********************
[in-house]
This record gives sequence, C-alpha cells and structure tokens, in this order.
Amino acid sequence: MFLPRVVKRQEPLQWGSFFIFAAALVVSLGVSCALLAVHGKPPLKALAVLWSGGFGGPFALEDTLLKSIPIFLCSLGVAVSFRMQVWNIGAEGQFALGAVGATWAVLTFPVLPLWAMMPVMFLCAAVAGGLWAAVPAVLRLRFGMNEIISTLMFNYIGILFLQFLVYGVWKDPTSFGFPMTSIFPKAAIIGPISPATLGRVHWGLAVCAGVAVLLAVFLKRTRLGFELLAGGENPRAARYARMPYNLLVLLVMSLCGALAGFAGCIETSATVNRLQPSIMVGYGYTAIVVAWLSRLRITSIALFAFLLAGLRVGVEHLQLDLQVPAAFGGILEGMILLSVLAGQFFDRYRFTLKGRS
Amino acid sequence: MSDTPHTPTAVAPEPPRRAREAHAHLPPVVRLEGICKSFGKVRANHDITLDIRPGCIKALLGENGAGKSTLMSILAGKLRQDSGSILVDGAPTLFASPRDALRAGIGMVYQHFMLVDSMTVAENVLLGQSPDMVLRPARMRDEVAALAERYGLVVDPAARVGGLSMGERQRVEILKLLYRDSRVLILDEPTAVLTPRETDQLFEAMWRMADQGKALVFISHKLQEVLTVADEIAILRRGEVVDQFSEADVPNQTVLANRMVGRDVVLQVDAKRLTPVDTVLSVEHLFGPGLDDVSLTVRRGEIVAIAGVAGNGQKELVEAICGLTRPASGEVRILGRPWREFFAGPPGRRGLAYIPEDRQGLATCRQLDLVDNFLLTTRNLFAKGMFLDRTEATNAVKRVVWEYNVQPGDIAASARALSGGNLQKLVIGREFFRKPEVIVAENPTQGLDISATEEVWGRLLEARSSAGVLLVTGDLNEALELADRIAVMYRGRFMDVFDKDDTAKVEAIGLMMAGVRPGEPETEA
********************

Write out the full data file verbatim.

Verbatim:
[in-house]
This record gives sequence, C-alpha cells and structure tokens, in this order.
Amino acid sequence: MFLPRVVKRQEPLQWGSFFIFAAALVVSLGVSCALLAVHGKPPLKALAVLWSGGFGGPFALEDTLLKSIPIFLCSLGVAVSFRMQVWNIGAEGQFALGAVGATWAVLTFPVLPLWAMMPVMFLCAAVAGGLWAAVPAVLRLRFGMNEIISTLMFNYIGILFLQFLVYGVWKDPTSFGFPMTSIFPKAAIIGPISPATLGRVHWGLAVCAGVAVLLAVFLKRTRLGFELLAGGENPRAARYARMPYNLLVLLVMSLCGALAGFAGCIETSATVNRLQPSIMVGYGYTAIVVAWLSRLRITSIALFAFLLAGLRVGVEHLQLDLQVPAAFGGILEGMILLSVLAGQFFDRYRFTLKGRS
Amino acid sequence: MSDTPHTPTAVAPEPPRRAREAHAHLPPVVRLEGICKSFGKVRANHDITLDIRPGCIKALLGENGAGKSTLMSILAGKLRQDSGSILVDGAPTLFASPRDALRAGIGMVYQHFMLVDSMTVAENVLLGQSPDMVLRPARMRDEVAALAERYGLVVDPAARVGGLSMGERQRVEILKLLYRDSRVLILDEPTAVLTPRETDQLFEAMWRMADQGKALVFISHKLQEVLTVADEIAILRRGEVVDQFSEADVPNQTVLANRMVGRDVVLQVDAKRLTPVDTVLSVEHLFGPGLDDVSLTVRRGEIVAIAGVAGNGQKELVEAICGLTRPASGEVRILGRPWREFFAGPPGRRGLAYIPEDRQGLATCRQLDLVDNFLLTTRNLFAKGMFLDRTEATNAVKRVVWEYNVQPGDIAASARALSGGNLQKLVIGREFFRKPEVIVAENPTQGLDISATEEVWGRLLEARSSAGVLLVTGDLNEALELADRIAVMYRGRFMDVFDKDDTAKVEAIGLMMAGVRPGEPETEA